Yet as a woman with an eating disordered past and a seemingly-fated lifetime destiny of body image issues, I’m obligated to keep it real. So here it is. This is hard. It was hard the first time and it has gotten no easier the fourth time. My body is changing and growing, sometimes so quickly I think I can see it happening. And it’s all completely out of my control, control being at the very core of my eating disorder. There’s the belly, sure, but that’s not all. There’s also the butt, the hips, the boobs, the cankles and the pimples, to name a few. For the most mentally-centered woman this would feel strange, I imagine.

For those of us like me, it can be a struggle.

While the active part of my own eating disorder was many moons ago, my recovery is ongoing. I have struggles with food and weight and control and my own body I have come to accept are part of the fabric of my general being. This was true when I was a sprightly teenager and it has been even more true as an aging woman who is not immune to gravity and it is never more true than when I am faced with gaining so much weight in nine months.

I have often said and I truly believe recovery from an eating disorder is very much like recovery from alcoholism. Once you have had issues with eating, you might always have issues with eating and recovery becomes about learning to thrive despite and with those issues. The glaring difference between recovery from alcoholism and recovery from disordered eating of course is you can’t – and shouldn’t – just walk away from food. And so the work lies in learning how to live this life where so much of who we are and how we interact and how we nurture and celebrate and mourn and cope and nourish and soothe and gather lies completely wrapped up in and around food.

Somewhere in the silver lining of my own anorexia and bingeing struggles lies the fact I never lost my passion for reading cookbooks and spending time in the kitchen. So much so it has become wrapped up tightly in my identity as a mother and a wife. I have an incredibly hard time apologizing in heartfelt actual words when I am wrong, but I am quite fluent in the language of conciliatory casseroles. Nothing in my daily life makes me feel more maternal and more feminine than my own family enjoying food I have planned, cooked, prepared and brought to the table.

And being pregnant gives me the incredible opportunity to nourish myself and my baby from the same meal.

This, I know, is a gift.

It’s worth mentioning the media has done us no service in terms of putting the pregnant body up on the pedestal it deserves, either. All an unassuming “mama-to-be” like me in dirty sweatpants and last night’s mascara has to do while grocery shopping on a weekend morning is glance towards the gossip rags and feel pregnant women should be mocked for their weight gain. This message of failure and self-doubt is received by countless ordinary women, the ones without personal trainers and chefs and assistants paid to help us lose the baby weight. We are the ones who are not paid absurd sums of money to walk down the Victoria’s Secret runway sporting nothing more than a few strategically placed gemstones and some furry angel wings two months after giving birth.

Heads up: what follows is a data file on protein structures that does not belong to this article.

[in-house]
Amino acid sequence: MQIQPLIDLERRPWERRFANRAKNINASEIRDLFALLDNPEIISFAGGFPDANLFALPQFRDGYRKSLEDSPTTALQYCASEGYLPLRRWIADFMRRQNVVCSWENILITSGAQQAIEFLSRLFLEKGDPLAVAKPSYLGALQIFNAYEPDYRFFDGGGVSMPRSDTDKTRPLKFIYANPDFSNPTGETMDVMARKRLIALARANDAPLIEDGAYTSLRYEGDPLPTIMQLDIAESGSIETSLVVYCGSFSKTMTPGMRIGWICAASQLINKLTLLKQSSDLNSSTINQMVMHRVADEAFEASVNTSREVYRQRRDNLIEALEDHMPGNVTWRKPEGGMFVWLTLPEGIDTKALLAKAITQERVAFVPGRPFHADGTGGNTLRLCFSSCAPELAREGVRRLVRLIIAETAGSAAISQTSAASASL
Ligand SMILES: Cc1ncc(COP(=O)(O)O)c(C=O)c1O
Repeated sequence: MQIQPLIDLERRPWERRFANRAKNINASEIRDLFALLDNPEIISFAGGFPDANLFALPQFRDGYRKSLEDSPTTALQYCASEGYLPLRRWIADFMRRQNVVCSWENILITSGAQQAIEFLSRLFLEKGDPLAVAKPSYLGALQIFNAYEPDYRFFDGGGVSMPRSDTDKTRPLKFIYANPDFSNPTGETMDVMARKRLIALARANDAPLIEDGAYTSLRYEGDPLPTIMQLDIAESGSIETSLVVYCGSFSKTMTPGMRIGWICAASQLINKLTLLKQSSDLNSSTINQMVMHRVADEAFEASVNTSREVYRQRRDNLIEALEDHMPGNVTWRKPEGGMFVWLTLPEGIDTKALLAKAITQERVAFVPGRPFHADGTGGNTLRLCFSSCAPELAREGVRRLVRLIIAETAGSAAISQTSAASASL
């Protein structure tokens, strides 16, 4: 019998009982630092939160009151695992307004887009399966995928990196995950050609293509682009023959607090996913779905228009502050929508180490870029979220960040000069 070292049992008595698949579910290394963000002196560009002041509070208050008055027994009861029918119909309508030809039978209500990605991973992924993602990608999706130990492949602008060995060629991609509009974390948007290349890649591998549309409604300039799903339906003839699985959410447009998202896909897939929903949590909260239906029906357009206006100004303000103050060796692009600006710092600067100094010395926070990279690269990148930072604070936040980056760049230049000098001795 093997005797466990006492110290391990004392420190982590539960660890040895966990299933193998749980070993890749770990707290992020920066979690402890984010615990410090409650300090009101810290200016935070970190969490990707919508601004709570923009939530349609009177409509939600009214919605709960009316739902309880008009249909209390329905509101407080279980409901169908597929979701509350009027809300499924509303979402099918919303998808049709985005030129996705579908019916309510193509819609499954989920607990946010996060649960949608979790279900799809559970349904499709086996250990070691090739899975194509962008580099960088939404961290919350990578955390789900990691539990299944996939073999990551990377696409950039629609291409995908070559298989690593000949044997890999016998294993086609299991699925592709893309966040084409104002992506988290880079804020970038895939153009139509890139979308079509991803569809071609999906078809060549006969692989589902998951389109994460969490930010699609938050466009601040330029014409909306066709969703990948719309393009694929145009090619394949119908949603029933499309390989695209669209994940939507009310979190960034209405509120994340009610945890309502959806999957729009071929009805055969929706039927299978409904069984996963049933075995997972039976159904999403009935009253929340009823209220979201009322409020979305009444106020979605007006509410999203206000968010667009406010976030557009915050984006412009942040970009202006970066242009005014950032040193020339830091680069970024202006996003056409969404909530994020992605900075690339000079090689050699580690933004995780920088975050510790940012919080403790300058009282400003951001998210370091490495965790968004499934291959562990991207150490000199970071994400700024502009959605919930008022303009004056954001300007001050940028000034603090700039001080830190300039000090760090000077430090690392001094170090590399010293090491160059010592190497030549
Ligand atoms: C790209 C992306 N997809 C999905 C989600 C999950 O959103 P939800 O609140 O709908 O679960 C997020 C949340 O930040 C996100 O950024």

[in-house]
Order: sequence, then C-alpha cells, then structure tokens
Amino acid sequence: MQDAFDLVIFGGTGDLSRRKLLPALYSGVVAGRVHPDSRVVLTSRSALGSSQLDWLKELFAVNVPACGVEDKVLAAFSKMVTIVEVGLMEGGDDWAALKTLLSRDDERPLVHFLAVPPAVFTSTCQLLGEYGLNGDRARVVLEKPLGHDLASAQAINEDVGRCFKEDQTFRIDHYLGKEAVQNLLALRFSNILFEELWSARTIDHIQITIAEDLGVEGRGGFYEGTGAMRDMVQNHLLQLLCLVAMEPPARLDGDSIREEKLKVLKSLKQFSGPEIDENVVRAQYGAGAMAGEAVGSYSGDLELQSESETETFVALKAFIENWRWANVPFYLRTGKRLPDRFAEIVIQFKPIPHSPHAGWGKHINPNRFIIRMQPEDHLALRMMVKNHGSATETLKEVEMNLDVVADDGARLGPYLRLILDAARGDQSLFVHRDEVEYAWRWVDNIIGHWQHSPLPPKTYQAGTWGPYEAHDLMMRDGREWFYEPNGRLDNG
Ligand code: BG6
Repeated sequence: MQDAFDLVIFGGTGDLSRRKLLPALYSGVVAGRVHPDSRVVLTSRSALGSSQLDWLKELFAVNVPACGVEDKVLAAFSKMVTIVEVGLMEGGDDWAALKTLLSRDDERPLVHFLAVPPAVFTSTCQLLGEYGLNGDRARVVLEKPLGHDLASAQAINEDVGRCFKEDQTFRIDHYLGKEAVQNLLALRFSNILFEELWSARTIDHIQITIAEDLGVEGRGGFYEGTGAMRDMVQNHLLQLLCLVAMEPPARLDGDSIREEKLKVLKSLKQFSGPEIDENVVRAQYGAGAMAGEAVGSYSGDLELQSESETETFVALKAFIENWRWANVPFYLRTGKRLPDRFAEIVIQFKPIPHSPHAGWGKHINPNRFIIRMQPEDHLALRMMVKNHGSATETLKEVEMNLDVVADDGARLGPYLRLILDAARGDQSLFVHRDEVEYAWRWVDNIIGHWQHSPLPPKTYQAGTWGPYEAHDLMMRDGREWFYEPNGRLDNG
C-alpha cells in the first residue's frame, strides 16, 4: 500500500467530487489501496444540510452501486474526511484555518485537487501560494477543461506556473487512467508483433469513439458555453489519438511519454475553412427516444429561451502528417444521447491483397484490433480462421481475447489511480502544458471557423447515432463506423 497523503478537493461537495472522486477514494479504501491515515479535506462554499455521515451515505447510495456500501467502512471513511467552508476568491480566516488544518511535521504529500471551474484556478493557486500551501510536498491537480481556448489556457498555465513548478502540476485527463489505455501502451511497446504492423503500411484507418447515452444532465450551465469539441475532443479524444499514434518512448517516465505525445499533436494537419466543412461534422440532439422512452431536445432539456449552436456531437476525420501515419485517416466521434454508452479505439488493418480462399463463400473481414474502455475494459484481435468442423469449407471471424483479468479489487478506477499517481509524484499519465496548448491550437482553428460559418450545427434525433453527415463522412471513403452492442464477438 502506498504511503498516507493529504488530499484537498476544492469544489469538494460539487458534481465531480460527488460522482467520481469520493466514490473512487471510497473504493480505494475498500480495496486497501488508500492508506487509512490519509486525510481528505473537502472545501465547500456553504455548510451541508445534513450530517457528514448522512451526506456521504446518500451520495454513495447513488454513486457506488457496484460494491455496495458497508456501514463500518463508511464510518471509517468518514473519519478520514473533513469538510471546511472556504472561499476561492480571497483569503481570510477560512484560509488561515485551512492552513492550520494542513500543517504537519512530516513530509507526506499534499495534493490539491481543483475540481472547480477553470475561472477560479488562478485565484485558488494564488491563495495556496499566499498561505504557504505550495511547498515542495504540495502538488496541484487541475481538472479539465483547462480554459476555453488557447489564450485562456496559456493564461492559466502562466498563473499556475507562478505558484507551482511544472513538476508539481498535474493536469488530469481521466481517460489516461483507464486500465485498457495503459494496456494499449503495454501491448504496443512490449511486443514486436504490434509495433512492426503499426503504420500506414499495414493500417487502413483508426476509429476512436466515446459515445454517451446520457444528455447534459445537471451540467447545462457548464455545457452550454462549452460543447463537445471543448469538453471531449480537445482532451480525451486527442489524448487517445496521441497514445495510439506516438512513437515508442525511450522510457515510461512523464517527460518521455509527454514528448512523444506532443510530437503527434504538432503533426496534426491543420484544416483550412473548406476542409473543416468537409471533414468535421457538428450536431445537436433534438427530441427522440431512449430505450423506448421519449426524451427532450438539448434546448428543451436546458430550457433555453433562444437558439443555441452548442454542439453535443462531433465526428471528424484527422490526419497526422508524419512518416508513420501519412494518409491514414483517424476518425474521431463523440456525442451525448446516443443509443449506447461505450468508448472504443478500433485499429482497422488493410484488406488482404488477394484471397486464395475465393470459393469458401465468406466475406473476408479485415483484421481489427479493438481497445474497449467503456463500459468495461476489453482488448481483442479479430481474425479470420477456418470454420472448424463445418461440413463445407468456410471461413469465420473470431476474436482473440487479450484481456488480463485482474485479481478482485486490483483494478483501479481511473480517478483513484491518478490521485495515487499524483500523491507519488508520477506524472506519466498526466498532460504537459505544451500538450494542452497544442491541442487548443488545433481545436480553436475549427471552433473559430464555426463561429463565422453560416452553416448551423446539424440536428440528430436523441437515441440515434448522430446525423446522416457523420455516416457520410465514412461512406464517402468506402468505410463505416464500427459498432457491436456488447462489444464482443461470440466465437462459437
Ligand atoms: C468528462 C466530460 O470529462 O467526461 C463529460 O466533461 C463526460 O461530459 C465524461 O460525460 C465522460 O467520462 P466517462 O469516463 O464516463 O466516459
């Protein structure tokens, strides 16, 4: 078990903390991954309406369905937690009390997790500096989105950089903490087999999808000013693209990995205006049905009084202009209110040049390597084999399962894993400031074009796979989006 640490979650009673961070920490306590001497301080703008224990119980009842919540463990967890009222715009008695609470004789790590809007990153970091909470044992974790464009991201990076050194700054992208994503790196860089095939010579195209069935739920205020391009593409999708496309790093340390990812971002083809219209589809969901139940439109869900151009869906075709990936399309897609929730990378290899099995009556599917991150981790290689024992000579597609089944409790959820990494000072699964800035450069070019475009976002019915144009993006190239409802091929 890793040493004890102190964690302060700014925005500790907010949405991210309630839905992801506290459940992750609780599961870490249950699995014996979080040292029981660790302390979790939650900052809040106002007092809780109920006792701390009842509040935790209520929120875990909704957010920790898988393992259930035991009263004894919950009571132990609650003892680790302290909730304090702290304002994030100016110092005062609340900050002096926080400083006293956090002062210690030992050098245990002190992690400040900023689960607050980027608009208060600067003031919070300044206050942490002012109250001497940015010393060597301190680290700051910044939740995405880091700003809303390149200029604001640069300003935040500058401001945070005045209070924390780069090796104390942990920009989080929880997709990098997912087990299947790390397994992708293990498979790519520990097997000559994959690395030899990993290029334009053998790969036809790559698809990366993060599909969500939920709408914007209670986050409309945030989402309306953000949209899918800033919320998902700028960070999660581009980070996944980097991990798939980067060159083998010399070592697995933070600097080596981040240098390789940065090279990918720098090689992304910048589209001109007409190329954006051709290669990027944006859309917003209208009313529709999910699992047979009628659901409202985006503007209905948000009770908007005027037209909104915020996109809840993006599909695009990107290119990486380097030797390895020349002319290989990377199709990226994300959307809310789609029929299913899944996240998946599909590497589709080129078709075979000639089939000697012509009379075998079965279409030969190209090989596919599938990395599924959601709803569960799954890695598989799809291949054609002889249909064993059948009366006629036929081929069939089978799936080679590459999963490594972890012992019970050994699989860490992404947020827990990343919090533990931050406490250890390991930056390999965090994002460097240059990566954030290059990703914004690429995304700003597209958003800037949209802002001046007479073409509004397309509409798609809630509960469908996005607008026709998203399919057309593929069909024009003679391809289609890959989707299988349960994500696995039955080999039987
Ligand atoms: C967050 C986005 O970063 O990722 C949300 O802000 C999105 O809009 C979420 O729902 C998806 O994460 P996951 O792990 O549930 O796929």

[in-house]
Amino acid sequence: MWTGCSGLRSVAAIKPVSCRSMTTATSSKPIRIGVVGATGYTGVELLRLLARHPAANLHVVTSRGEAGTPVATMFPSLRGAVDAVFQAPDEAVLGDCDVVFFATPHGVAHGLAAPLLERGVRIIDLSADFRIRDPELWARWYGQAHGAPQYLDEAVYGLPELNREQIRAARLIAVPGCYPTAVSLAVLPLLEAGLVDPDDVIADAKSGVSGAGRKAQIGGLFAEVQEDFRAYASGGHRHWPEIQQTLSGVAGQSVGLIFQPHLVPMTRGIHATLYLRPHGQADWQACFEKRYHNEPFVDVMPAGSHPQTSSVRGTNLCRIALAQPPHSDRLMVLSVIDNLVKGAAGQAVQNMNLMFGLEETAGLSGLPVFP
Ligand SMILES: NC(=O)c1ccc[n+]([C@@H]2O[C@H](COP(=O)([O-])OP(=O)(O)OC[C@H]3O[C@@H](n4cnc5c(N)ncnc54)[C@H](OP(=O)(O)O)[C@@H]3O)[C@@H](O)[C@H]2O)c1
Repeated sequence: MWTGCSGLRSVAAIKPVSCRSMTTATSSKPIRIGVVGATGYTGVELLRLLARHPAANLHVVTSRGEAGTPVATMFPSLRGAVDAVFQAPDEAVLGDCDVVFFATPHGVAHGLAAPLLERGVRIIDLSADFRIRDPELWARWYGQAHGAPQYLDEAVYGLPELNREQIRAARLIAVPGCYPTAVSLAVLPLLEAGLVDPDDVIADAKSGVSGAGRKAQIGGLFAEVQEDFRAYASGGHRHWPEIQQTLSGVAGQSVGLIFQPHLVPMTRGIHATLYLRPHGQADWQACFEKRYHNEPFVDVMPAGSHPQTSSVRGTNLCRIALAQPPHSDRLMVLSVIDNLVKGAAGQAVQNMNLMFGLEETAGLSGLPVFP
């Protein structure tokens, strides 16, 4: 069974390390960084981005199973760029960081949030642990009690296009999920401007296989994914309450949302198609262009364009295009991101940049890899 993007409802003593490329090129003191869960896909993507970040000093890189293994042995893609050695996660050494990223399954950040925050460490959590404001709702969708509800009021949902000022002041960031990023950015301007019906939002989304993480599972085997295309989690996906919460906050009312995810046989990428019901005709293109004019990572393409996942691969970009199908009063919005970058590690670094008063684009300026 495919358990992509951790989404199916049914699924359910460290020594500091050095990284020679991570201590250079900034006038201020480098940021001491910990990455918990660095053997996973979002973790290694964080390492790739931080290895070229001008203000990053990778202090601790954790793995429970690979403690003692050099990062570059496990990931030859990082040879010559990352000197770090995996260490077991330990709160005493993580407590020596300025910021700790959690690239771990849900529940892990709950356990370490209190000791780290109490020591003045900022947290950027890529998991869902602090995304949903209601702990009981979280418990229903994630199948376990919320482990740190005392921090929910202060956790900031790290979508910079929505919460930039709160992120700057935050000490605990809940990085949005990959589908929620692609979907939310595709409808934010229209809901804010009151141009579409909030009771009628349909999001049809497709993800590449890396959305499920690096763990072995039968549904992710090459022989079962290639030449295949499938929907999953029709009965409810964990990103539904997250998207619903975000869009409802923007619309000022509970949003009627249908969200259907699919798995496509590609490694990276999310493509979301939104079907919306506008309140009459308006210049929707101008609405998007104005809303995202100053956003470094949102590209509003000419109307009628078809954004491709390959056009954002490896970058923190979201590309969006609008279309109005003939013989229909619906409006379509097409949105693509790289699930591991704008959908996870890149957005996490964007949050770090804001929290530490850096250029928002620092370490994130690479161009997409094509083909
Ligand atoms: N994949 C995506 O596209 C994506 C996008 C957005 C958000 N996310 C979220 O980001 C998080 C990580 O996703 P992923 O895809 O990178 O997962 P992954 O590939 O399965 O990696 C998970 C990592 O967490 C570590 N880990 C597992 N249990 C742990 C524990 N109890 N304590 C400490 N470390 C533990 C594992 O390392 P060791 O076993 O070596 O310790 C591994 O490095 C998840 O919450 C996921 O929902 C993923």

And of course, I see all of this through the lens not only of someone in recovery but also as someone who is raising two girls — two girls who are in my humble opinion, the epitome of perfection. But two girls who may nonetheless struggle with body issues of their own. What do I want them to see through this pregnancy?

Me, as a beautiful, radiant, confident pregnant woman with a big belly full of their brother or sister?

Or me in a puddle of self-pity on the kitchen floor wondering if the cottage cheese I am making them as a snack looks as much like my legs as I think it does?

But if I’m honest, it’s not just my own daughters who have been on my mind. It’s all the women of my life. My daughters, my mothers and maternal figures, my tribe of friends and extended family and neighbors. A pregnancy makes you draw close your circle, and these women are mine, each unique and beautiful and perfect like a snowflake. What’s funny is each one probably has things about their own physical bodies they struggle with and would likely not be comfortable strutting down the Victoria’s Secret runway with jewels wedged in their crevices. But in my eyes, they are absolutely perfect.

I know there is a lesson in there and every day I get closer to accepting it. And this is what recovery actually looks like, right?

One day at a time.

This story originally appeared on lizpetrone.com.

If you or someone you know is struggling with an eating disorder, you can call the National Eating Disorders Association Helpline at 1-800-931-2237.

We want to hear your story. Become a Mighty contributor here.

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The last couple years of my life are an absolute blur. It’s as if someone took my brain and all of the memories it held and mixed them up in an incomprehensible sequence. When I scroll through my Facebook newsfeed and see my friends from what I call my “previous life,” my heart drops and aches for what could have been. And almost always this pain would be turned inward and twisted into anger at myself. But as I sit here today, I can say and start to believe I am not at fault.